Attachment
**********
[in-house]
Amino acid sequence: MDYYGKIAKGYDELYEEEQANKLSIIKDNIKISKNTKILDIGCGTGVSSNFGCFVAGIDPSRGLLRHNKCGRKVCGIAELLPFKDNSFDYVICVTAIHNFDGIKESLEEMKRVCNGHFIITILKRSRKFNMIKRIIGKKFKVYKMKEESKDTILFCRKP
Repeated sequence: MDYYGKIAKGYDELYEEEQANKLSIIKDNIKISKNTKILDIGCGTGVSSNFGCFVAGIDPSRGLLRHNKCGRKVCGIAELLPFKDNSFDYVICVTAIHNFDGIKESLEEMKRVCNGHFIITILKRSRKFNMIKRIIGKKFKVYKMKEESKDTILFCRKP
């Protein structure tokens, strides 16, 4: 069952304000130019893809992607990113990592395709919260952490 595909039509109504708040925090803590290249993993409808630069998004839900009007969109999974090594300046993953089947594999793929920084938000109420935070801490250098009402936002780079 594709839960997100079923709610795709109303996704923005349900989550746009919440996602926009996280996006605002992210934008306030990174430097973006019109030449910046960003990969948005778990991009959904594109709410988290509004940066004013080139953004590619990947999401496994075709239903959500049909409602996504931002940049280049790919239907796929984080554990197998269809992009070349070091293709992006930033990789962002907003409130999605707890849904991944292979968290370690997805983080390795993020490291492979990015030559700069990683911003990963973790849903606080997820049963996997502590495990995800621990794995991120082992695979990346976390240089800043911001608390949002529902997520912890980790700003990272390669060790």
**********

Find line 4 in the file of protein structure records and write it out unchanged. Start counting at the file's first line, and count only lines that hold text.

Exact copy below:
């Protein structure tokens, strides 16, 4: 069952304000130019893809992607990113990592395709919260952490 595909039509109504708040925090803590290249993993409808630069998004839900009007969109999974090594300046993953089947594999793929920084938000109420935070801490250098009402936002780079 594709839960997100079923709610795709109303996704923005349900989550746009919440996602926009996280996006605002992210934008306030990174430097973006019109030449910046960003990969948005778990991009959904594109709410988290509004940066004013080139953004590619990947999401496994075709239903959500049909409602996504931002940049280049790919239907796929984080554990197998269809992009070349070091293709992006930033990789962002907003409130999605707890849904991944292979968290370690997805983080390795993020490291492979990015030559700069990683911003990963973790849903606080997820049963996997502590495990995800621990794995991120082992695979990346976390240089800043911001608390949002529902997520912890980790700003990272390669060790």